2) Hard rubber Link can be a really good choice also. I played one of these on an old Selmer tenor for a few hours some years ago when the tenor player didn't show up and the band leader handed me his backup tenor and told me "set the bari down and play this". I was very favorably impressed.

3) I would check out the hard rubber Meyer for tenor, not a popular choice but a good one (in full disclosure, I have played hard rubber Meyer on tenor (though not exclusively) since 1978).

4) Vandoren hard rubber MPs in the more open facings have a significant baffle and generally Vandoren's stuff is high quality. I would definitely give this a try.

5) The Dukoff D7 was a standard go-to MP for people who need a bright MP but one that can also be played with some meat to the sound (not just a bright duck quack sound). I don't know if they are still in production. QC on these was iffy and mine never played really right till it got a good refacing and the inside cast surfaces cleaned up a bit. The material is weird and soft. The OE Dukoff ligature is junk and the standard replacement used to be the standard Selmer soprano ligature with two screws which works great.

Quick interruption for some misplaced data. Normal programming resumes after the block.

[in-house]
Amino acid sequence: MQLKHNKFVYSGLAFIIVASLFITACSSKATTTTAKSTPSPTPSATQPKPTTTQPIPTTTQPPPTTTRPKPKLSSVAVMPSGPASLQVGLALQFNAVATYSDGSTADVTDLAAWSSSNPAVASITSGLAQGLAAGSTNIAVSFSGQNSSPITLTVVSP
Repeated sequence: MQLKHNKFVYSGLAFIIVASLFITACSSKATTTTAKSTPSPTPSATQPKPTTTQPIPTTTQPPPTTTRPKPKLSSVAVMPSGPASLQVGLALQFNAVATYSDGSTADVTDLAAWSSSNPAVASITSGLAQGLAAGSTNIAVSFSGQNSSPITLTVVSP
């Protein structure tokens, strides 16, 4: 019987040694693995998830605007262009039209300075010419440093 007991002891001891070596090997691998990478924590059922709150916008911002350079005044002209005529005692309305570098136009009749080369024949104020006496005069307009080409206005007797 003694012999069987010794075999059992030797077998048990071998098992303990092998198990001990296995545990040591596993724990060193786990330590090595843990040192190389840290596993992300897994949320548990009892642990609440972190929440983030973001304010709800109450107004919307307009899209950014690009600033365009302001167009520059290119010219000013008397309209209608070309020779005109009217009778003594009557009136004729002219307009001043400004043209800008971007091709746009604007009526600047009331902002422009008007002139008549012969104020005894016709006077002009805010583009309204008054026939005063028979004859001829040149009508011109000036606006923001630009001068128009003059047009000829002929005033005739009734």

Overall for a young player just starting to get into the more aggressive MPs I would recommend hard rubber even though that's not the path I followed.